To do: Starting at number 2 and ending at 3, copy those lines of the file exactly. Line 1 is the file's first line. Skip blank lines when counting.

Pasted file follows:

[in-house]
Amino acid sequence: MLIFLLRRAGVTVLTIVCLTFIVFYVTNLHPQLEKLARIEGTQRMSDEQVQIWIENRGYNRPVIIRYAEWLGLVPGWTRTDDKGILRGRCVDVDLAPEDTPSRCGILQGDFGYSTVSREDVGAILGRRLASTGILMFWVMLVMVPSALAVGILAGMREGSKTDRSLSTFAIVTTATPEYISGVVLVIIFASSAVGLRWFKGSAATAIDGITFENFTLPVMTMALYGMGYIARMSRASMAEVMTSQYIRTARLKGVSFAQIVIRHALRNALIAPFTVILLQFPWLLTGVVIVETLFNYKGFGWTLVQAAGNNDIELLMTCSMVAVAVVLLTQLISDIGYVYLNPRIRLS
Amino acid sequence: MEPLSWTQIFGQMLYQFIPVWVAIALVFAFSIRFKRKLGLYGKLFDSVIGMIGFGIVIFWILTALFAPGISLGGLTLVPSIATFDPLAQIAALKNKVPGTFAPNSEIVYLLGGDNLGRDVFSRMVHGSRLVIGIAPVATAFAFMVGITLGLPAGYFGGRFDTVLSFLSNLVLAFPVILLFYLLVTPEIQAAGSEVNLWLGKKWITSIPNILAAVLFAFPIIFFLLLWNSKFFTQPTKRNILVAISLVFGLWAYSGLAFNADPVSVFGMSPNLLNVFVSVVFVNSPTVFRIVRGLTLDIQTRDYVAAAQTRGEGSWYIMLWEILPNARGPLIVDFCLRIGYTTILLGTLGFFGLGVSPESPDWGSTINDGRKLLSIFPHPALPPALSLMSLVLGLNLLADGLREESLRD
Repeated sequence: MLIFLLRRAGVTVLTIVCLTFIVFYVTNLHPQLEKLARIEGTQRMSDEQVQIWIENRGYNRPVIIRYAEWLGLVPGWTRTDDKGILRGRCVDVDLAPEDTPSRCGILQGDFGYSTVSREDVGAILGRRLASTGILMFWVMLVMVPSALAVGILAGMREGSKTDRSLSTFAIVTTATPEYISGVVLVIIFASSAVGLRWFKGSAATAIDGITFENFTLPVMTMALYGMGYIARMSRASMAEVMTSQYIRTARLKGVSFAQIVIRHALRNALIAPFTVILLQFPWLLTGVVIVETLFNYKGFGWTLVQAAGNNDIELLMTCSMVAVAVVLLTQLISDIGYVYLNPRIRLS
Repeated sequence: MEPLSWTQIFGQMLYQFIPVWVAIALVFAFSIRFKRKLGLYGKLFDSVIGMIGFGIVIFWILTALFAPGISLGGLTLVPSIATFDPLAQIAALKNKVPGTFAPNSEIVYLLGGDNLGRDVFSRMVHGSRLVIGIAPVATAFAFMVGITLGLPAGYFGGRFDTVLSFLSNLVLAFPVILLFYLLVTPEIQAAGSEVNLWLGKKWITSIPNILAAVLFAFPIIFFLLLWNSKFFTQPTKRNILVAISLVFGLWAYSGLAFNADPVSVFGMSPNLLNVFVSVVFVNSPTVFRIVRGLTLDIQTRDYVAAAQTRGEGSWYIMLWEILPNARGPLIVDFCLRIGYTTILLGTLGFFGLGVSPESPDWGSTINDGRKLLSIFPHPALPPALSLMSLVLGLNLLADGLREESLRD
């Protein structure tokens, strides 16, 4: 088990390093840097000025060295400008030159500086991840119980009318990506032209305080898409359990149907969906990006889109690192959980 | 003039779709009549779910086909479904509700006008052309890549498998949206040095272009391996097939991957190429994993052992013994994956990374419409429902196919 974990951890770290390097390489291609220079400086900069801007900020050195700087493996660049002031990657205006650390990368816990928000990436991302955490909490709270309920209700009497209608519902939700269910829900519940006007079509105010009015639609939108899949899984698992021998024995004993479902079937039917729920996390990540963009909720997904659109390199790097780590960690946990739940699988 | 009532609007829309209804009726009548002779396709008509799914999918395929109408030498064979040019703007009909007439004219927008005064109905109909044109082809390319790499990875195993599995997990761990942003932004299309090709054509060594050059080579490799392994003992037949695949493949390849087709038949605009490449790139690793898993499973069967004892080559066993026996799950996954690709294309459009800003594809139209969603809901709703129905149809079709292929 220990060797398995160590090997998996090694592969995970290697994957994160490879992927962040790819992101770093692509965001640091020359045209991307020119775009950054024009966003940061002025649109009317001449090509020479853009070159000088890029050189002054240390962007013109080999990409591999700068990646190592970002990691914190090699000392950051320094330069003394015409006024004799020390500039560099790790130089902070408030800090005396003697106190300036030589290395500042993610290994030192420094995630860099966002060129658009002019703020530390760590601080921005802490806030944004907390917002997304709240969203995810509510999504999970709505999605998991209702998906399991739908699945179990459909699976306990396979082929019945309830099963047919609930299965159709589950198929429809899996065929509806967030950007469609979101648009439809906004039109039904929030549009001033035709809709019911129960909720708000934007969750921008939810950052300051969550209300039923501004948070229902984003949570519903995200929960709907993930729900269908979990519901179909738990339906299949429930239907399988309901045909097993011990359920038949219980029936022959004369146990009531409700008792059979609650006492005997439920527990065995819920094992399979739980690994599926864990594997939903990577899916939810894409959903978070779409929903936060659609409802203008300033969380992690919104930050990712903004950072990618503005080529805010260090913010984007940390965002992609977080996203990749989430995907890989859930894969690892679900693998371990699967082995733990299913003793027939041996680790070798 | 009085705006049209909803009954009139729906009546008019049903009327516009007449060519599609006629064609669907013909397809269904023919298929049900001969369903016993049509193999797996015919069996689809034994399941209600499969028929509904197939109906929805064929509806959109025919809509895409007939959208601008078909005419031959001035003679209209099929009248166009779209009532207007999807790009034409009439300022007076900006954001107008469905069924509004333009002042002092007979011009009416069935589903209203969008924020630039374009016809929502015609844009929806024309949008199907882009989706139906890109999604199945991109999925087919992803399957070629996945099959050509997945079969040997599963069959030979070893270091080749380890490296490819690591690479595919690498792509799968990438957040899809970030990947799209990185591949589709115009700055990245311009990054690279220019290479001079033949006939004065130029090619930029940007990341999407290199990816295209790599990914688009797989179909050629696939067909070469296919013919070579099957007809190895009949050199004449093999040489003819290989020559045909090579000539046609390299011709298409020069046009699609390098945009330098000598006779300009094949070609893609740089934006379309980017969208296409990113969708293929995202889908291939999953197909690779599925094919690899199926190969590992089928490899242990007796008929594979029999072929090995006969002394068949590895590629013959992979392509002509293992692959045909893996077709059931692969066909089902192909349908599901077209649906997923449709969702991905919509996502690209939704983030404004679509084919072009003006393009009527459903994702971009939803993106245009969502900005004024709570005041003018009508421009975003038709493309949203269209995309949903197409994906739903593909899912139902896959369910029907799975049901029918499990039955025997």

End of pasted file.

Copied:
Amino acid sequence: MLIFLLRRAGVTVLTIVCLTFIVFYVTNLHPQLEKLARIEGTQRMSDEQVQIWIENRGYNRPVIIRYAEWLGLVPGWTRTDDKGILRGRCVDVDLAPEDTPSRCGILQGDFGYSTVSREDVGAILGRRLASTGILMFWVMLVMVPSALAVGILAGMREGSKTDRSLSTFAIVTTATPEYISGVVLVIIFASSAVGLRWFKGSAATAIDGITFENFTLPVMTMALYGMGYIARMSRASMAEVMTSQYIRTARLKGVSFAQIVIRHALRNALIAPFTVILLQFPWLLTGVVIVETLFNYKGFGWTLVQAAGNNDIELLMTCSMVAVAVVLLTQLISDIGYVYLNPRIRLS
Amino acid sequence: MEPLSWTQIFGQMLYQFIPVWVAIALVFAFSIRFKRKLGLYGKLFDSVIGMIGFGIVIFWILTALFAPGISLGGLTLVPSIATFDPLAQIAALKNKVPGTFAPNSEIVYLLGGDNLGRDVFSRMVHGSRLVIGIAPVATAFAFMVGITLGLPAGYFGGRFDTVLSFLSNLVLAFPVILLFYLLVTPEIQAAGSEVNLWLGKKWITSIPNILAAVLFAFPIIFFLLLWNSKFFTQPTKRNILVAISLVFGLWAYSGLAFNADPVSVFGMSPNLLNVFVSVVFVNSPTVFRIVRGLTLDIQTRDYVAAAQTRGEGSWYIMLWEILPNARGPLIVDFCLRIGYTTILLGTLGFFGLGVSPESPDWGSTINDGRKLLSIFPHPALPPALSLMSLVLGLNLLADGLREESLRD